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Proving a graph not simple and planar after adding edges

  1. Nov 3, 2015 #1
    1. The problem statement, all variables and given/known data
    YWeKXRJ.png

    Prove that no more than 3 edges can be added to G while keeping it planar and simple.
    (The graph in the image is graph G)

    2. Relevant equations
    For a connected, planar, simple graph G, with E edges and V vertices:
    E ≤ 3V - 6

    3. The attempt at a solution
    At first, we have 9 edges, and 6 vertices:

    9 ≤ 3(6) - 6 → 9 ≤ 12

    However, if I just add 4 vertices off to the side, say to the right, and draw four edges connecting them all to vertex E, we'd have 13 edges and 10 vertices.

    13 ≤ 3(10) - 6 → 13 ≤ 24 which is still true.

    Am I misunderstanding one of the definitions in this problem? I'm not quite getting how what I'm doing isn't keeping the graph planar and simple.

    Edit: Clarified equation
     
  2. jcsd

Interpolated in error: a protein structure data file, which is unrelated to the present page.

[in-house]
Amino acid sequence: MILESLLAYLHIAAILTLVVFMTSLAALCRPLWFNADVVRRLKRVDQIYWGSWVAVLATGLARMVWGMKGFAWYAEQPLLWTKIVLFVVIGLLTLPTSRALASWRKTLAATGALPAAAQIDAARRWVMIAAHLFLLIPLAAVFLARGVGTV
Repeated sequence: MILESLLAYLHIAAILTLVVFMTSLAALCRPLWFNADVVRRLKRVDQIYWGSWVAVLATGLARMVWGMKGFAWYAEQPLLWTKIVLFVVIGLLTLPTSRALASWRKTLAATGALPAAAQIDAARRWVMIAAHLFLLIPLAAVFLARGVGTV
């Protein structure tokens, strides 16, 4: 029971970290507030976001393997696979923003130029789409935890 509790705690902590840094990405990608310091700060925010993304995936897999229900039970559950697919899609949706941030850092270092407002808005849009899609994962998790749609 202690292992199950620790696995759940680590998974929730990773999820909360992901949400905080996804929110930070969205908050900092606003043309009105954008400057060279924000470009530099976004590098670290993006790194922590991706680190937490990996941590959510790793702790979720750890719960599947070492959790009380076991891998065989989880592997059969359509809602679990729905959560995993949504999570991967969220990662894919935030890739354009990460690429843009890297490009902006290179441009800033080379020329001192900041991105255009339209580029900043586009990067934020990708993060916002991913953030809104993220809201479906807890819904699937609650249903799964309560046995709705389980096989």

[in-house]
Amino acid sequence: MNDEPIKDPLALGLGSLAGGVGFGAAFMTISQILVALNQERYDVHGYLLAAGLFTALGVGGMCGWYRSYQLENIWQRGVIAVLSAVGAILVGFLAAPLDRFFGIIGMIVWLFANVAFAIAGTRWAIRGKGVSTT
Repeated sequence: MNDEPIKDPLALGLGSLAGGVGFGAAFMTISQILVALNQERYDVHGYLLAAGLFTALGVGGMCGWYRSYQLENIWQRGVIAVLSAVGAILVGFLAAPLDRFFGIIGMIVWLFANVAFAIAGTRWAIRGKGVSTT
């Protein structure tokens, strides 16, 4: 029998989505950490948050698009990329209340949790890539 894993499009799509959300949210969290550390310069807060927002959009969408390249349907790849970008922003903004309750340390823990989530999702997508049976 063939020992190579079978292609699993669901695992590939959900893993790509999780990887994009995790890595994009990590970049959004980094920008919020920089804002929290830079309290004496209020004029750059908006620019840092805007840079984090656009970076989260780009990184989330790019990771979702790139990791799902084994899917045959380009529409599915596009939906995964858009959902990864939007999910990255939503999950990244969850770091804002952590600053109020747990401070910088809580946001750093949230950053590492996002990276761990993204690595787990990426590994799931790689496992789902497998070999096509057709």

3. Nov 3, 2015 #2

    haruspex

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    It does not say you can add any vertices.
     
  4. Nov 3, 2015 #3
    Ah, ok, not sure where my assumption that I could came from. So, does it suffice as mathematical proof to just show that:

    9 ≤ 12
    9 + 3 ≤ 12 - is true
    9 + 4 ≤ 12 - is not true

    Thanks!
     
  5. Nov 3, 2015 #4

    haruspex

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    No. The inequality is necessary but not sufficient. Consider K3,3. It has 9 edges, 6 vertices, but is not planar.
     
  6. Nov 7, 2015 #5

    epenguin

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    So, any ideas or plan?
    I think the 6 vertices are inviting you to try and show the result of adding more than 3 edges would contain K3,3 which is non-planar.
     
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